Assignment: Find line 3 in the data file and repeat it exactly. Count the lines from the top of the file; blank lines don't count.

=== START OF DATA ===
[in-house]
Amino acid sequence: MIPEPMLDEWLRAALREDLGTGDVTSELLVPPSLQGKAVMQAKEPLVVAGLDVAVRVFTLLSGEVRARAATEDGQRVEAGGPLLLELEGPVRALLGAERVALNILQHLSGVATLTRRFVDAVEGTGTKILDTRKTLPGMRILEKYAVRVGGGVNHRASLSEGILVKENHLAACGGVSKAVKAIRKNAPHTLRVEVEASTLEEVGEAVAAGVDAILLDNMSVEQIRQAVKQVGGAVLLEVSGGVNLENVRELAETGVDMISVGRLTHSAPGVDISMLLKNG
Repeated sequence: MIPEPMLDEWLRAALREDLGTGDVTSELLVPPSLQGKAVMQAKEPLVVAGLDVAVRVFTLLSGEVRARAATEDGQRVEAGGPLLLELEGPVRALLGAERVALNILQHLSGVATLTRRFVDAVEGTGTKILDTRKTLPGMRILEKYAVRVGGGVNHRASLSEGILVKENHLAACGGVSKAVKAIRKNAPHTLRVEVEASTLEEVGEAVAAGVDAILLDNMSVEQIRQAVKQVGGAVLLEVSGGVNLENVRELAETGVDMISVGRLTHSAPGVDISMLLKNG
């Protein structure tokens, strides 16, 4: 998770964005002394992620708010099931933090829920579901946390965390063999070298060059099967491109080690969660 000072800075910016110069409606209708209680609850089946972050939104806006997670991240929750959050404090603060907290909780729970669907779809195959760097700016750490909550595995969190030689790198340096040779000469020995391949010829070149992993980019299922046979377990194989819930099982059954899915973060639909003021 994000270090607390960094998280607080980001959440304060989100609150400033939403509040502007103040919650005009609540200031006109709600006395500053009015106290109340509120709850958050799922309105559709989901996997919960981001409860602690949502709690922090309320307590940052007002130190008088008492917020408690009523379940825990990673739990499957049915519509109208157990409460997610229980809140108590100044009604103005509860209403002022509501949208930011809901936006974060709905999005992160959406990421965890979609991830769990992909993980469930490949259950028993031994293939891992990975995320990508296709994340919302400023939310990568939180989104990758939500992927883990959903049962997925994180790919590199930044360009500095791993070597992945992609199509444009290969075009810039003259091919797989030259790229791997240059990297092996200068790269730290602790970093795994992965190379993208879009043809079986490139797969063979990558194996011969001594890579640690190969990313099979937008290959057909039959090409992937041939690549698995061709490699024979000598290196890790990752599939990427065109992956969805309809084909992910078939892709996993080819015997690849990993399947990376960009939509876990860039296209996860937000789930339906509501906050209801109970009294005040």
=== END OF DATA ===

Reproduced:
Repeated sequence: MIPEPMLDEWLRAALREDLGTGDVTSELLVPPSLQGKAVMQAKEPLVVAGLDVAVRVFTLLSGEVRARAATEDGQRVEAGGPLLLELEGPVRALLGAERVALNILQHLSGVATLTRRFVDAVEGTGTKILDTRKTLPGMRILEKYAVRVGGGVNHRASLSEGILVKENHLAACGGVSKAVKAIRKNAPHTLRVEVEASTLEEVGEAVAAGVDAILLDNMSVEQIRQAVKQVGGAVLLEVSGGVNLENVRELAETGVDMISVGRLTHSAPGVDISMLLKNG